The SU and the path to Divestment

The impact of Cambridge University’s landmark commitment to full divestment from fossil fuels by 2030 has already been felt on a local level. Just a day after the announcement, Christ’s College Council voted to follow the University in committing to full divestment within the same time frame. Totalling over £2m, this is the largest public commitment to full divestment by a Cambridge college to date. It sets an exciting precedent for other colleges to swiftly follow suit and provides a powerful platform for collegiate divestment campaigns to lobby those that have not yet made any meaningful commitment to divesting from the fossil fuel industry.

 

The University’s momentous commitment has undoubtedly marked a crucial tipping point, one which the Cambridge Students’ Union has long been working towards. The formerly separate unions, CUSU and the Graduate Union (GU), have both played a part in collaborating with dedicated student campaigners and supportive staff members to secure this result. There have been multiple motions in support of divestment passed through the Student Council over the past few years, with sabbatical officers mandated to work closely with Cambridge Zero Carbon in support of their campaign. Sabbs in recent years have used their positions on University Council and other committees to advocate in support of divestment and lobby crucial voters. 

 

Our Ethical Affairs (EA) Campaign has also played a key part in this victory. From lobbying councillors, to organising Green Week for the past two years, to organising the Divestment Conference attended by Stephen Toope, Emily Shuckburgh and other influential figures in the University, EA has stood at the heart of the SU’s campaign for Climate Justice in Cambridge. EA has demonstrated how powerful a coalition of student campaigners, SU volunteers and Sabbatical Officers can be in achieving previously unimaginable change in this University. 

 

Despite being a major victory for student and staff campaigners, there is broad acknowledgement from across the university community that divestment is just the beginning. On one hand, such a significant divestment commitment does contribute to the erosion of fossil fuel companies’ social license to operate. However, meaningful climate action must be underpinned by the recognition that the activities of these companies are detrimental not only to the environment but to the lives and livelihoods of people all over the globe, disproportionately those of frontline communities in the Global South. As such, Cambridge still has a way to go - its ties with fossil fuel companies extend far beyond merely financial investment, as Zero Carbon’s most recent report outlines, and continue to implicate the University in climate breakdown.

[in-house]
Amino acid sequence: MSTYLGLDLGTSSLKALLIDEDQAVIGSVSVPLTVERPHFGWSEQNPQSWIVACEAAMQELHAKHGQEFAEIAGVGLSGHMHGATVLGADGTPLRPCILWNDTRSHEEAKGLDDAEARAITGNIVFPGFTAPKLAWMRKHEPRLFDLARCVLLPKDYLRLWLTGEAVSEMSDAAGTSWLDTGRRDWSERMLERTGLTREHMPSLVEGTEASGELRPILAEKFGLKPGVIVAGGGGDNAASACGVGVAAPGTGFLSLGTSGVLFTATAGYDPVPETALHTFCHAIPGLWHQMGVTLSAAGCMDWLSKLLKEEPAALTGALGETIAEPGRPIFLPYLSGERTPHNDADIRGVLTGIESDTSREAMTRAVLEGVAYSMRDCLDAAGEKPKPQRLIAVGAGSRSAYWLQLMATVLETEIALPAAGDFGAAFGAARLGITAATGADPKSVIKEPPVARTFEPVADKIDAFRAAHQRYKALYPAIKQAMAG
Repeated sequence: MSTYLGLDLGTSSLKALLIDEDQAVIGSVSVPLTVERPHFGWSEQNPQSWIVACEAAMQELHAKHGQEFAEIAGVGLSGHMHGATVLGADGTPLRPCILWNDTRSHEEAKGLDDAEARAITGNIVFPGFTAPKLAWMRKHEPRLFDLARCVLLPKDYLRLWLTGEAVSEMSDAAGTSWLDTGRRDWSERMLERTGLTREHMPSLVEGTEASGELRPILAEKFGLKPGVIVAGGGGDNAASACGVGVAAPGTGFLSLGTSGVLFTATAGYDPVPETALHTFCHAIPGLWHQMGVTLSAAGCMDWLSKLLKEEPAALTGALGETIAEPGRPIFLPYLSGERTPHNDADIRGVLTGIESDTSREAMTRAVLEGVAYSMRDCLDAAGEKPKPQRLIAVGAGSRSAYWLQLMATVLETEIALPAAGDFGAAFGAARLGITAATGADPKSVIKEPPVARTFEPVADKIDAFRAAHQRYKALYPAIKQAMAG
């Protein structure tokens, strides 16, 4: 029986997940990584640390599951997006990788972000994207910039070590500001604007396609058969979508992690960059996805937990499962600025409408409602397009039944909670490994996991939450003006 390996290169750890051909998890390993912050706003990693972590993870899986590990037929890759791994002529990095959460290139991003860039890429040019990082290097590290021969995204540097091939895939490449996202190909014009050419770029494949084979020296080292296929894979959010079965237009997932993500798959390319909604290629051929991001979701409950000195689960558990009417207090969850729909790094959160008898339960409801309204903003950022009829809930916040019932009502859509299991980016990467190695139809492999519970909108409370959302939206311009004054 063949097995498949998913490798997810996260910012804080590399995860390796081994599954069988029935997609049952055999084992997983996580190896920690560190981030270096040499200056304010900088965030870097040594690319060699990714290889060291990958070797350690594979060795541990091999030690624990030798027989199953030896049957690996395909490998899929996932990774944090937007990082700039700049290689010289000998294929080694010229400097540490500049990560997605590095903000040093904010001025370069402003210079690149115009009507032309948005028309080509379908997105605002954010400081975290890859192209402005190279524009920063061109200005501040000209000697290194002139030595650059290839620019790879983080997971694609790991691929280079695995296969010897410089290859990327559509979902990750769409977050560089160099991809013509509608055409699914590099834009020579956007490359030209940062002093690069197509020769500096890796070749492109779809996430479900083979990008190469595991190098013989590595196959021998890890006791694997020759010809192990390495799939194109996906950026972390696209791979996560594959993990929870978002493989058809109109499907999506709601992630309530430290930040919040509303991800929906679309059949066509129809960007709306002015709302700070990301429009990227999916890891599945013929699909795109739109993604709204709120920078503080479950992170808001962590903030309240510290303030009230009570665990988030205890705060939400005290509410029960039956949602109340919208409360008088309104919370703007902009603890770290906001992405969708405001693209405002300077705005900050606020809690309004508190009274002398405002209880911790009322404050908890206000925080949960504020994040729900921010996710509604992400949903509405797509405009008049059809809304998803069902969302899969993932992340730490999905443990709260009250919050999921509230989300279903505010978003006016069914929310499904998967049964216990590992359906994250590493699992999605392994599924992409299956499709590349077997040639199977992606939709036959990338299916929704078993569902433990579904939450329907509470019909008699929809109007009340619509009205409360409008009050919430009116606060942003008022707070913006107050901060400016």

It is not just investments which bolster fossil fuel companies’ social license to operate. There are a variety of ways in which the industry is actively promoted and supported by the University, which include (but are by no means limited to) sponsorships, professorships and branded materials. Specific examples include:

  • Chemistry students being gifted lab coats with BP branding

  • Fossil fuel executives being given a prestigious platform at the Annual Shell Lecture

  • Academics being awarded BP and Shell professorships (of Chemistry and Chemical Engineering respectively)

  • ExxonMobil and BP sponsoring awards and prizes which are issued to students to encourage progression into graduate jobs related to the industry

This is a non-exhaustive list of the ways in which the University strongly reinforces fossil fuel hegemony, by preserving the visibility, influence and ubiquity of these damaging companies within powerful institutions.

 

Fossil fuel companies also continue to pollute knowledge production at the University, with Cambridge having received over £18m in research funding from the industry since 2001. Technology developed at Cambridge’s BP Institute has directly contributed to increased profits from fossil fuel extraction to the tune of between $300m-3bn per year. As long as the University continues to accept funding for research that facilitates the dangerous and morally bankrupt extractive practices of fossil fuel companies, its claimed commitments to sustainability and climate action are hollow. 

 

Cambridge is supposedly a leading institution on the global stage but its sustained ties to morally bankrupt industries greatly undermine its prestige. The education provided by the University must be liberated from the clutches of fossil fuel companies; Cambridge’s academic output should not in any way serve an industry that is knowingly driving our world to destruction. As an SU, we are committed to lobbying for a just University: ensuring that the principles of climate justice are placed at the heart of the institution is key to this. Building on the momentum of divestment will be crucial for campaigners and Students’ Union reps alike as we keep working towards a justice-oriented and socially responsible Cambridge.


 

Keen to get involved in climate justice organising at Cambridge? 

 

You can find the SU Ethical Affairs Campaign on Facebook, Instagram and Twitter for more information about their meetings and activities. If you’re looking to set up a divestment campaign in your college, get in touch with the Cambridge Zero Carbon Society!